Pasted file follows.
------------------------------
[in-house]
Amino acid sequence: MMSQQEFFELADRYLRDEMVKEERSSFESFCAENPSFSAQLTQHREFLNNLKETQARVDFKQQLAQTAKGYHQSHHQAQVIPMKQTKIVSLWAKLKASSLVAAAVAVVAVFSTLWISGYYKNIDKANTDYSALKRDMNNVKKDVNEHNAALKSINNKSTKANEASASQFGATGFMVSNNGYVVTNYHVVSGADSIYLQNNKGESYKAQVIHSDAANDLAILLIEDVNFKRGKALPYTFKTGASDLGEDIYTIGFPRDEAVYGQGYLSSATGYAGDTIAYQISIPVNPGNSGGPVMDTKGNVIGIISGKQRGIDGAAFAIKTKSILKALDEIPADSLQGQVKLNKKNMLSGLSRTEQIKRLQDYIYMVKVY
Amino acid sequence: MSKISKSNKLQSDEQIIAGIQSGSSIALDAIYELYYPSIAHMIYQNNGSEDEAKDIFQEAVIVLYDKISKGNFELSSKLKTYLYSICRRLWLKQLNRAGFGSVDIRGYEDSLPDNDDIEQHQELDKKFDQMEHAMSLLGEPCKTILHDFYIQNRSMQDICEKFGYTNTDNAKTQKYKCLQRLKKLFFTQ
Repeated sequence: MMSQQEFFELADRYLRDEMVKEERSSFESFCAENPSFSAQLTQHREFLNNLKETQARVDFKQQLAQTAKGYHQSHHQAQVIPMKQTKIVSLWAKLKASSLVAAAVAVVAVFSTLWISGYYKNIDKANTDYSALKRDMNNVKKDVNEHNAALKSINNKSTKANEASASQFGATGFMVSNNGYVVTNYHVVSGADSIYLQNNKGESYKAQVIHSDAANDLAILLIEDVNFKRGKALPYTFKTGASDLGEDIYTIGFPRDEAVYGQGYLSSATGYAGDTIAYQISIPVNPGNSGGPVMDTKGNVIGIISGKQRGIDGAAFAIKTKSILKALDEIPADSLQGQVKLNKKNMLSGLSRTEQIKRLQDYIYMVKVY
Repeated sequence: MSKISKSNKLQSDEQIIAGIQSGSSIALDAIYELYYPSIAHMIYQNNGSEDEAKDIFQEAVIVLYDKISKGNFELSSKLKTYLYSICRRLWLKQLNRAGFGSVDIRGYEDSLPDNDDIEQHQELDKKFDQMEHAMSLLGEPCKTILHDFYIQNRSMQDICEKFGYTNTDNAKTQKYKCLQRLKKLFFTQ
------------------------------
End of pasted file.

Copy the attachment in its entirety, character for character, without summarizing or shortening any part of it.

[in-house]
Amino acid sequence: MMSQQEFFELADRYLRDEMVKEERSSFESFCAENPSFSAQLTQHREFLNNLKETQARVDFKQQLAQTAKGYHQSHHQAQVIPMKQTKIVSLWAKLKASSLVAAAVAVVAVFSTLWISGYYKNIDKANTDYSALKRDMNNVKKDVNEHNAALKSINNKSTKANEASASQFGATGFMVSNNGYVVTNYHVVSGADSIYLQNNKGESYKAQVIHSDAANDLAILLIEDVNFKRGKALPYTFKTGASDLGEDIYTIGFPRDEAVYGQGYLSSATGYAGDTIAYQISIPVNPGNSGGPVMDTKGNVIGIISGKQRGIDGAAFAIKTKSILKALDEIPADSLQGQVKLNKKNMLSGLSRTEQIKRLQDYIYMVKVY
Amino acid sequence: MSKISKSNKLQSDEQIIAGIQSGSSIALDAIYELYYPSIAHMIYQNNGSEDEAKDIFQEAVIVLYDKISKGNFELSSKLKTYLYSICRRLWLKQLNRAGFGSVDIRGYEDSLPDNDDIEQHQELDKKFDQMEHAMSLLGEPCKTILHDFYIQNRSMQDICEKFGYTNTDNAKTQKYKCLQRLKKLFFTQ
Repeated sequence: MMSQQEFFELADRYLRDEMVKEERSSFESFCAENPSFSAQLTQHREFLNNLKETQARVDFKQQLAQTAKGYHQSHHQAQVIPMKQTKIVSLWAKLKASSLVAAAVAVVAVFSTLWISGYYKNIDKANTDYSALKRDMNNVKKDVNEHNAALKSINNKSTKANEASASQFGATGFMVSNNGYVVTNYHVVSGADSIYLQNNKGESYKAQVIHSDAANDLAILLIEDVNFKRGKALPYTFKTGASDLGEDIYTIGFPRDEAVYGQGYLSSATGYAGDTIAYQISIPVNPGNSGGPVMDTKGNVIGIISGKQRGIDGAAFAIKTKSILKALDEIPADSLQGQVKLNKKNMLSGLSRTEQIKRLQDYIYMVKVY
Repeated sequence: MSKISKSNKLQSDEQIIAGIQSGSSIALDAIYELYYPSIAHMIYQNNGSEDEAKDIFQEAVIVLYDKISKGNFELSSKLKTYLYSICRRLWLKQLNRAGFGSVDIRGYEDSLPDNDDIEQHQELDKKFDQMEHAMSLLGEPCKTILHDFYIQNRSMQDICEKFGYTNTDNAKTQKYKCLQRLKKLFFTQ